What is it about a Moleskine?

ms1.jpgIt’s a note­book, plain and simple. A very well-made note­book, to be sure. It is, per­haps, a premi­um note­book (which would jus­ti­fy the price). I know, I have one. And it’s quite nice.

Yet, Mole­skine is also a brand that brings a lot of emo­tion and sen­ti­ment to the humble note­book. Note­books are about remem­ber­ing things, writ­ing them down to have later — and the Mole­skine brand is based around the concept of being the best note­book you can use to remem­ber. Just check out this descrip­tion from the Mole­skine website’s about page:

Mole­skine was cre­ated as a brand in 1997, bring­ing back to life the legendary note­book used by artists and thinkers over the past two cen­tur­ies: among them Vin­cent van Gogh, Pablo Picas­so, Ern­est Hem­ing­way, and Bruce Chatwin. A trus­ted and handy travel com­pan­ion, the name­less black note­book held invalu­able sketches, notes, stor­ies, and ideas that would one day become fam­ous paint­ings or the pages of beloved books.

 

ms3.jpg

Today, the name Mole­skine encom­passes a fam­ily of nomad­ic objects: note­books, diar­ies, journ­als, bags, writ­ing instru­ments and read­ing accessor­ies, ded­ic­ated to our mobile iden­tity. Indis­pens­able com­pan­ions to the cre­at­ive  pro­fes­sions and the ima­gin­a­tion of our times: they are intim­ately tied to the digit­al world.

 

ms2.jpg

A lot of fam­ous people use(d) Mole­sk­ines, and a lot of people wax elo­quently about the vir­tues of the note­book.

And now, they can do the same about the free offi­cial Mole­skine app, for iPad and iPhone / iPod Touch:

The offi­cial Mole­skine App for iPhone and iPad allows you to express your cre­ativ­ity through text, images and sketches. Pick a clas­sic Mole­skine note­book paper style, cre­ate a new thought and start to type or draw choos­ing amongst dif­fer­ent col­ors and sizes. Once you are done with your thought, you can store it on your device and make edits whenev­er you want.

Fea­tures:

  • Pick a Mole­skine note­book paper style: plain, ruled, squared
  • Write and edit a text note
  • Sketch­ing tool
  • Insert and play with your per­son­al images
  • Cata­logue as many memor­ies as you want with a full range of cat­egor­ies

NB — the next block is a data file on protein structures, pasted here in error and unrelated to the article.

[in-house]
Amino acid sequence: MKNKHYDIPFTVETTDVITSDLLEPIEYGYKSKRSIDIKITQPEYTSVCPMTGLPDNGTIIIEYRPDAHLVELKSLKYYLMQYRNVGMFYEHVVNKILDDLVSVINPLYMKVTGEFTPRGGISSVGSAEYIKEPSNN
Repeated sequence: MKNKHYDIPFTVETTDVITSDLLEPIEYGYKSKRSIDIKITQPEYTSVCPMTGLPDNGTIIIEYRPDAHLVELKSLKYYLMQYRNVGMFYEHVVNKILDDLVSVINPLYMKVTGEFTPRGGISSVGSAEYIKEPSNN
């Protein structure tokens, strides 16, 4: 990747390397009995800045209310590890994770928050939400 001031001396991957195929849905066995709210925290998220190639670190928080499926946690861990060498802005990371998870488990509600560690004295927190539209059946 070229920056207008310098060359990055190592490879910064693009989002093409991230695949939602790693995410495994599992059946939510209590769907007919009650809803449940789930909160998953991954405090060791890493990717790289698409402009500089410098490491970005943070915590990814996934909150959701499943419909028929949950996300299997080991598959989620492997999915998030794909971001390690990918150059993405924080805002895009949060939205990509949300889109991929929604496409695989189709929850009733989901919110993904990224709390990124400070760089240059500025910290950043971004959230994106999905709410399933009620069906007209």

• Play with images provided by Mole­skine
  • Geo-tag each note cre­ated and cre­ate a vir­tu­al map of your memor­ies
  • Share your notes with friends through email or social net­works

Of course, the Mole­skine app is also a mar­ket­ing tool to get the Mole­skine name on your iOS device, get you com­fort­able and famil­i­ar with the Mole­skine name, and pre­sum­ably get you curi­ous about the actu­al paper note­book.

Mar­ket­ing aside, the app is a fairly good note­book app, with some inter­est­ing fea­tures. And it’s free, so what have you got to lose — maybe it’ll work for you, as the ori­gin­al note­book worked for Hem­ing­way, back in the day.
[ad#Future Shop Post Attri­bu­tion]

WordPress blogging on an iPad just got easier

Earli­er today, Word­Press released ver­sion 2.7 of their iOS blog­ging cli­ent. And I’m happy to say it works well so far, though I’ve only giv­en it a very simple workout.

Pre­vi­ously I’d tried the Word­Press app but had a num­ber of prob­lems pub­lish­ing from it, ran­dom crash­ing etc. So I nuked it from orbit — the only way to be sure.

And then I replaced it with Blo­g­Press, a paid app.

Blo­g­Press is clean, works well, and has some nice fea­tures such as HTML short­cuts and Tex­tEx­pander integ­ra­tion (a must for any iOS writ­ing plat­form). But Blo­g­Press is really designed to con­nect to more than just Word­Press blogs, includ­ing:

- Blog­ger / Blog­Spot
— MSN Live Spaces
— Word­Press
— Mov­able Type
— Type­Pad
— Live­Journ­al
— Drupal
— Joomla
— Tumblr
— Squarespace
— My Opera

Word­Press for iOS is pretty single-minded — it’s designed to talk to Word­Press blogs (both hos­ted and self-hos­ted). And the blog­ging func­tion­al­ity is still pretty basic, but the one fea­ture I really appre­ci­ate in the Word­Press app (that’s miss­ing from Blo­g­Press) is the abil­ity mod­er­ate com­ments.

As well, developers say they’ve killed over 100 bugs and reduced crash con­di­tions, and cleaned up the user inter­face to make it easi­er to man­age blogs.

So, actu­ally now, I’m using both apps to man­age my Word­Press blog­ging — the free uni­ver­sal Word­Press app, and the paid Blo­g­Press app, mostly for writ­ing and HTML work.

Here’s hop­ing that the Word­Press app con­tin­ues to grow up 🙂